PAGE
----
That comes close to a log line, but it doesn't give the book full justice.  I love how Galenorn grows not only her major characters but many of the secondary characters within the story line. The plot line is filled with creative, twisting action.  Once it starts rolling, that is. Yeah, I found this volume a slow start with lumps of back story in the first chapters that sometime seemed like info-dumps.

The goal to reach for? A writer needs to scatter it through the chapters of his/her book like a rare spice. Too much back story slows down the read. I tell myself that over and over when I'm editing a story. Maybe that's why I stumbled over the back story because I'm trying to get Bad Luck Emma to read faster.

Rating: Galenorn's a master, but I only gave the book Four Stars at Goodreads because it didn't keep me up pass my bedtime.


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What's going on with my own writing. I'm trying to find book reviewers for Troublesome Neighbors at Amazon and Barnes & Noble. Transferred the first fourth of my ruler edits of Bad Luck Emma. Beating back Mac who wants her story started ... now, instead of dinking with the opening lines.

Monday, November 19, 2012

Best Seller Success: Finding the Magic Fiction Formula

Looking for a formula for writing successful fiction? I’ve been distilling the info from a lot of the classes and articles so I'll share a bit. One element: how to structure your story lines into a simple formula for fiction success. 
 
Yeah, it all boiled down into a formula of sorts – you organize in three acts. The first act you introduce your characters. The second act has the main character achieving some form of their goal before everything starts to fall apart. The third acts the nadir where every thing seems lost, but the MC keeps struggling until s/he triumphs. 

So, how does this fiction formula work? Having done a lot of reading and rereading over the few weeks, I think it does. The stories I enjoyed most followed the formula. Each “act” in the books began at approximately the first, second, and third parts of the story – given some wiggle room. 

I tested the idea recently on one of Christine Feehan’s Carpathian novels – Dark Predator. Feehan’s a best selling author of three series. I’ve read many of her Carpathian and Game series … until I got tired of the repetitive character dynamics [the hyper macho man bit]. I've sort of ignored some of her recent novels even though they were on best seller lists. Yet, I still reread some of the first novels in each series.

Dark Predator starts with a wounded Carpathian ready to give up and face the dawn rather than turn vampire by killing one of his meals. He retreats to a family farm where he is saved by the love interest/life mate before he burns up. Result? He tries to surround the love interest in cotton wool. Of course, she’s the spunky sort who doesn’t obey rules and dictates very well. Second act opens with the two reaching an accommodation and recognize they are in lust with one another. The life mate bit happens and the story line shifts gears with many complications piling on top of their relationship until they all don't walk off into the sunset.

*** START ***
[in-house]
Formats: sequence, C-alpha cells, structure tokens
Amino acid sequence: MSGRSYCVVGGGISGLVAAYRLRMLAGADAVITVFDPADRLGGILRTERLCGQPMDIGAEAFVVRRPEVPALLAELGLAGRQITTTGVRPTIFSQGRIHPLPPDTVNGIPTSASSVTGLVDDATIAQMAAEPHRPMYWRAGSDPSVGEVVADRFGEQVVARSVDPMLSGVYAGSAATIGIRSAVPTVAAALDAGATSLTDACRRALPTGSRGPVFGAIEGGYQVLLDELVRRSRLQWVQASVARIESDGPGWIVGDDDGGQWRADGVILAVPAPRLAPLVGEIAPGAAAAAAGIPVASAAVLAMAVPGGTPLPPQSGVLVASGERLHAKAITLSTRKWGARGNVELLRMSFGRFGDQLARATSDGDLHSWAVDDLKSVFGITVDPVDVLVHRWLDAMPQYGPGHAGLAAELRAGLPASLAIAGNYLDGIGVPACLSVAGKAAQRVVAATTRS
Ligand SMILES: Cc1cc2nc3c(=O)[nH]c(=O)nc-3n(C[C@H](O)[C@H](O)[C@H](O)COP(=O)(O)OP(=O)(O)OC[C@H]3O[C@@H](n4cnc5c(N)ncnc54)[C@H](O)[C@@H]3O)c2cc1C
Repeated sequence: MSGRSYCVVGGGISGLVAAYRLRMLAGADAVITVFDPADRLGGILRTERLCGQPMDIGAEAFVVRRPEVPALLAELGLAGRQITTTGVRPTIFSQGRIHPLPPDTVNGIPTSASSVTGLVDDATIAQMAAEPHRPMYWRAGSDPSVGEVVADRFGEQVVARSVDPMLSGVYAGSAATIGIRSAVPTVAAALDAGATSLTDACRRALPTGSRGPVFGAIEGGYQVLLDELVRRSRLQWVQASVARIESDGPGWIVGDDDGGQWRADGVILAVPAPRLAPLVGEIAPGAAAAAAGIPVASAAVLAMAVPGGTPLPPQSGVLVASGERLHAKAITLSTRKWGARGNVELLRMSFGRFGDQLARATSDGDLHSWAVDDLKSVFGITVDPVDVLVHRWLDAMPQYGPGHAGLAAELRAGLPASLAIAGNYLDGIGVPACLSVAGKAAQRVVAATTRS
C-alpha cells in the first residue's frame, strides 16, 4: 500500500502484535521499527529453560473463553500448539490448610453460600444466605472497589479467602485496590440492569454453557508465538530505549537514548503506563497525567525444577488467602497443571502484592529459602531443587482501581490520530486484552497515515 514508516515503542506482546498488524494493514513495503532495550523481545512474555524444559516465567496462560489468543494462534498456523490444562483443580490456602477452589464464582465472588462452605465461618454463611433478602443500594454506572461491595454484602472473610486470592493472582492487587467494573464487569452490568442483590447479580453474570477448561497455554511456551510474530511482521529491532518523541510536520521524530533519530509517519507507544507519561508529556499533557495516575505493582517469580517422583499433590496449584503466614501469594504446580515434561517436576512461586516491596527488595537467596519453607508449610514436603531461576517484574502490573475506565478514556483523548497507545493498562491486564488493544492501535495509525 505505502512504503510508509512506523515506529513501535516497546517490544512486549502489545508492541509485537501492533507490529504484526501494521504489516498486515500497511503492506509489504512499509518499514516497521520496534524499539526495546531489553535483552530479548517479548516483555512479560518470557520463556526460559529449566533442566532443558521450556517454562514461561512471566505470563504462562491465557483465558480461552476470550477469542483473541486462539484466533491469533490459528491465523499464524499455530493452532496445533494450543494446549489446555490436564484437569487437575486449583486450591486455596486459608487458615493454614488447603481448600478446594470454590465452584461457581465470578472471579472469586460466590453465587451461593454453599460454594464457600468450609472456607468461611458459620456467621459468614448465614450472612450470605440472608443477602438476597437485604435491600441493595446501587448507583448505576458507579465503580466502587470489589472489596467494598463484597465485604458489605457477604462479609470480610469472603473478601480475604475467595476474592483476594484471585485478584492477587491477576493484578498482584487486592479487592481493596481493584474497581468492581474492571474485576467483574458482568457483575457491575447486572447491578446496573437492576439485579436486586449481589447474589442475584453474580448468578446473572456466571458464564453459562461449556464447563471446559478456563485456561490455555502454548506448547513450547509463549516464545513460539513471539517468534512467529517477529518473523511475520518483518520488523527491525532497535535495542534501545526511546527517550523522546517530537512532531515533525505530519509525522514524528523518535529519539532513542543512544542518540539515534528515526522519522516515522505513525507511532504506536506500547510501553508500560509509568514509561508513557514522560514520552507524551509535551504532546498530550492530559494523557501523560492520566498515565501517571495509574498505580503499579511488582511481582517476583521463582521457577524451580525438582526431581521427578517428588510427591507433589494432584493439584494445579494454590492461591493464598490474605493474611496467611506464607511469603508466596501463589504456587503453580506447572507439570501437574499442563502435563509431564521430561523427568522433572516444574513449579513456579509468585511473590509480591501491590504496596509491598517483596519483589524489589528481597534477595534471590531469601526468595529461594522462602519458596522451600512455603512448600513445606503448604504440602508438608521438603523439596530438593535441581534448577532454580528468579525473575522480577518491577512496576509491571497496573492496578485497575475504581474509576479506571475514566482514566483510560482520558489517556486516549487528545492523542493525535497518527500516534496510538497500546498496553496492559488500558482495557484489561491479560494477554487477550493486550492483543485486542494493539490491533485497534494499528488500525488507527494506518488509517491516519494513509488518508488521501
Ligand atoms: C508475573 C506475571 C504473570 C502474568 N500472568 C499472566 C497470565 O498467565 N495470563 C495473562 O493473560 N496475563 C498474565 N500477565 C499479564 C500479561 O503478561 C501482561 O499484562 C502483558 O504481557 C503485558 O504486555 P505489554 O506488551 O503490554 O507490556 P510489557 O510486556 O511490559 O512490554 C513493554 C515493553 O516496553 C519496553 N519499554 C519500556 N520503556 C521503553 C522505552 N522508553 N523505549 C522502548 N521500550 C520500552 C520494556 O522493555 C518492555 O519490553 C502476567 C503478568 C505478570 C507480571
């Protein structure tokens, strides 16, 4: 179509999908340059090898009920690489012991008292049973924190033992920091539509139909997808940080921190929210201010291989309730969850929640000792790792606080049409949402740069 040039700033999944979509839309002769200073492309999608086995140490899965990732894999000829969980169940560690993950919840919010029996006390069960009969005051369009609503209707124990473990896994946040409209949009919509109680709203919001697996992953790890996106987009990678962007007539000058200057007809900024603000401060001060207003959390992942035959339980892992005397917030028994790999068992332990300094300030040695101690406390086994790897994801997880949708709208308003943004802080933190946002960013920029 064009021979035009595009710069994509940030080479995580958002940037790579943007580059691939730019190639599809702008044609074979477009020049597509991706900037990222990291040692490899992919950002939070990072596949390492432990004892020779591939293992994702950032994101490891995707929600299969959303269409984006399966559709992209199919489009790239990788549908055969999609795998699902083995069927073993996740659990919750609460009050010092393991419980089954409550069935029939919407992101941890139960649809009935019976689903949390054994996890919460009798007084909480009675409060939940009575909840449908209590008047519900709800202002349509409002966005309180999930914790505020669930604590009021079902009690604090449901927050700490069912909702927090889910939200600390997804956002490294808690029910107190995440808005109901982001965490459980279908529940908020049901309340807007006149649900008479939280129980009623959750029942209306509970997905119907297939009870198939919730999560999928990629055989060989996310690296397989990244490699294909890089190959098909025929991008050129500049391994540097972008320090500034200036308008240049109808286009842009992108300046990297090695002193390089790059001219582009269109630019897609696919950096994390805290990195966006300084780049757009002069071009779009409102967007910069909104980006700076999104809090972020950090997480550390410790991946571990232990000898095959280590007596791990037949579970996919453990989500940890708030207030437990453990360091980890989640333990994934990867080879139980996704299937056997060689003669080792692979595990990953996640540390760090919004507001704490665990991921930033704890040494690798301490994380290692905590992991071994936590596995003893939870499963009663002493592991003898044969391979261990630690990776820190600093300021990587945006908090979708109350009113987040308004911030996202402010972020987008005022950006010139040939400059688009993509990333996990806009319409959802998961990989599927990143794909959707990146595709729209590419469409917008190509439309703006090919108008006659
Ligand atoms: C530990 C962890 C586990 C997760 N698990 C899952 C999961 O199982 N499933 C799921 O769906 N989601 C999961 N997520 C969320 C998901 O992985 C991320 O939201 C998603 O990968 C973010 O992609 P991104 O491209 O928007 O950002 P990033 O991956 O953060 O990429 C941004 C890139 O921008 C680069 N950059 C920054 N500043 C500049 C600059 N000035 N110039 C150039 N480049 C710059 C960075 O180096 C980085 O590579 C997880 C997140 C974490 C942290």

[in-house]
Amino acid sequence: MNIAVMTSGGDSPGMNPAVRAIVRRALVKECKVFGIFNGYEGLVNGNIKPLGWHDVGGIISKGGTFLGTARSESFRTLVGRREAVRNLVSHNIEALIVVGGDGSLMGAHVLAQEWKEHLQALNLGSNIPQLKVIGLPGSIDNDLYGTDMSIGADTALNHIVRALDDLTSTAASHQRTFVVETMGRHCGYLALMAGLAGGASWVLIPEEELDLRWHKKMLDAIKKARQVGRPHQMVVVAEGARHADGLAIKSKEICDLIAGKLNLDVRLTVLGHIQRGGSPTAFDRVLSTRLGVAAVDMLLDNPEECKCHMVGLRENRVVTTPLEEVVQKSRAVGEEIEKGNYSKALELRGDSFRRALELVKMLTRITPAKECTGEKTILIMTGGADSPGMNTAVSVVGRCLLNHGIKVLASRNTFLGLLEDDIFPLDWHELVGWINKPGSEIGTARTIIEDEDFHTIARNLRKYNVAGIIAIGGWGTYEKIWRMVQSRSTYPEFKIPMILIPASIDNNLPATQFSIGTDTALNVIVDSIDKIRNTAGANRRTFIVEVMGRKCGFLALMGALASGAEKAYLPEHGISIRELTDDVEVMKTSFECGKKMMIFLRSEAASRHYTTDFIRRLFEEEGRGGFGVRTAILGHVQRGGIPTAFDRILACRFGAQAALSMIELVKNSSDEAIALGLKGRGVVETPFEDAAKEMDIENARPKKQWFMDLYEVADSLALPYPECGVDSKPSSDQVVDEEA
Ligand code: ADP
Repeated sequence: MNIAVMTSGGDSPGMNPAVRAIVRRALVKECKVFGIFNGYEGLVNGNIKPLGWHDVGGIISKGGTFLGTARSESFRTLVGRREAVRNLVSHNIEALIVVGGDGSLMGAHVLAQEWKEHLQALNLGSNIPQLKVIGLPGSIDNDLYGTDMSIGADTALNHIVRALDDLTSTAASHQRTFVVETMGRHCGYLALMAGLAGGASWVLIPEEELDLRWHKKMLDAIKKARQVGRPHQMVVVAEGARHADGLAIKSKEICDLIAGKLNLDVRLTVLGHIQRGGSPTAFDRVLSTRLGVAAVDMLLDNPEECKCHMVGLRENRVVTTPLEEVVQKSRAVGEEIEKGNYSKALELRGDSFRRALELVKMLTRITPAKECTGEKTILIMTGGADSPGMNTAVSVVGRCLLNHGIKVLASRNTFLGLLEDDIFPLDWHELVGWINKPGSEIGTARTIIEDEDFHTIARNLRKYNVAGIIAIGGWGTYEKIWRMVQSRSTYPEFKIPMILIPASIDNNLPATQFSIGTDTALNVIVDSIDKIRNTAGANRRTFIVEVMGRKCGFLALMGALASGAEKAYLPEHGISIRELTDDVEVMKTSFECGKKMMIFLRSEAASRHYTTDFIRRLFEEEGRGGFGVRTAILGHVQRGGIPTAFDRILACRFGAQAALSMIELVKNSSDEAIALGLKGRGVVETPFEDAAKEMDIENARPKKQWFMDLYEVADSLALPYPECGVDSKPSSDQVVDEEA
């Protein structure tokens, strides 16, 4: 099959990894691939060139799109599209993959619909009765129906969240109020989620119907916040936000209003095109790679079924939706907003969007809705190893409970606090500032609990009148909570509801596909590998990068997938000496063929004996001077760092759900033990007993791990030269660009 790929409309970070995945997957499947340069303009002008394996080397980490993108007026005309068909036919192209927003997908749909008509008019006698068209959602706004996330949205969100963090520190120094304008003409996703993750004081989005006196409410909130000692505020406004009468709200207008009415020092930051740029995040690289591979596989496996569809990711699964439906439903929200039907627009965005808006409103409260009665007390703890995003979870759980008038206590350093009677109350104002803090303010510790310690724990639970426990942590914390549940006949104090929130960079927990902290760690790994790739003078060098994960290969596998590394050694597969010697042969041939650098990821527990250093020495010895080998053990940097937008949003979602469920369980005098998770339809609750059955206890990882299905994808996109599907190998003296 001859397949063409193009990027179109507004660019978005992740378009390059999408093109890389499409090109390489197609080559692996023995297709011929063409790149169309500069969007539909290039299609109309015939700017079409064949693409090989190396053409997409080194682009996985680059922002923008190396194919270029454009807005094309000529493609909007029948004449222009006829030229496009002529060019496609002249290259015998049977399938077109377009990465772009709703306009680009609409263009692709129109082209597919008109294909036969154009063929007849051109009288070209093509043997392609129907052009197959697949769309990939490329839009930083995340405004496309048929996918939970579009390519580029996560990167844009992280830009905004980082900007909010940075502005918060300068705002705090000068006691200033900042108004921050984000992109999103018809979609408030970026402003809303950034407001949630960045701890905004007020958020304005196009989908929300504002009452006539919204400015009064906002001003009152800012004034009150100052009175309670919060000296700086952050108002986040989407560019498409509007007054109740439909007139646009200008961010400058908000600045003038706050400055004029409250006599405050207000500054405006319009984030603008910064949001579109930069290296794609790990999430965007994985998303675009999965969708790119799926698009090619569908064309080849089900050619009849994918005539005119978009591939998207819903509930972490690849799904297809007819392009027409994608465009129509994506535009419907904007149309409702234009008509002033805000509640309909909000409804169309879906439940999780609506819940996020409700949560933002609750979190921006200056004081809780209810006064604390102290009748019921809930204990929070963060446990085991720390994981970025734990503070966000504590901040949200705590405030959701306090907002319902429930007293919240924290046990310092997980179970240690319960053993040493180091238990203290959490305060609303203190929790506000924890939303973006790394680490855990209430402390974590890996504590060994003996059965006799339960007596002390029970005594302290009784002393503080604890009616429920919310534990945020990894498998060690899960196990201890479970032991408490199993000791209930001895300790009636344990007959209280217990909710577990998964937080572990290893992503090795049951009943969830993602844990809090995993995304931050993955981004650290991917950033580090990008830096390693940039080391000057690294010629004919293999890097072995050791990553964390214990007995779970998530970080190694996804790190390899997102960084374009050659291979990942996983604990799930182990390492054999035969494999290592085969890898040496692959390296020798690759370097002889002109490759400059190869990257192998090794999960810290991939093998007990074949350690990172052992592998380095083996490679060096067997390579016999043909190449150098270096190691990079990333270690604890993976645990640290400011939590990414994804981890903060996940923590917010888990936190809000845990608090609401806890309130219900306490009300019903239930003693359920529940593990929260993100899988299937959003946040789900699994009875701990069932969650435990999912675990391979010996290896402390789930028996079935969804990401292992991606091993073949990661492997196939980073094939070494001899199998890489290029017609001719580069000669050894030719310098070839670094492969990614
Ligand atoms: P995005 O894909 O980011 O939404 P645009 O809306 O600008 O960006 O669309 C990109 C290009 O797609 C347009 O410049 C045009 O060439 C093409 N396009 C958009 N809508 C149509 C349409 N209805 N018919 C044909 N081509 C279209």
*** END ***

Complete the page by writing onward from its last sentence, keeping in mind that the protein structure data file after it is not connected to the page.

Simple, huh? Don’t you believe it. The fiction formula is just the framework. Ya gotta fill in the picture's details without falling into the cliche pit like Feehan. So there. Have i given you a key to becoming a best-selling author? It all depends on how you develop your other craft skills.

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I’ve been on an enforced break from blogging when Blogger locked me out of my blogs. Just as mysteriously, they are now letting me in. Here I am again. Be sure to read an excerpt of Troublesome Neighbors at my author page on Amazon or Barnes & Noble or iBookstore

I wouldn't mind if you bought the fantasy novella and gave me a review either.

Friday, November 16, 2012

What Happened?????

Well, I'll be darned.
Somehow, I got back into my blog.
I won't ask questions.
Now I must decided whether I will post my blog at my author website [in process].

How did I return? I think it has something to do with scrounging around for book reviews for Troublesome Neighbors, a story of how a young Renna, now a veteran of the Half-Elven Rebellion, turns the tables on Lord Gorsfeld for his annoying harassments of her people. You can read an except at the Far Isles Half-Elven Website. Anyway, some form wanted me to check in and my old login info worked.

Oh. Troublesome Neighbors even has a four-star review which you can read here.

If my login info works again tomorrow,
I'll post my review of Dark Predator which has been languishing in a Word doc.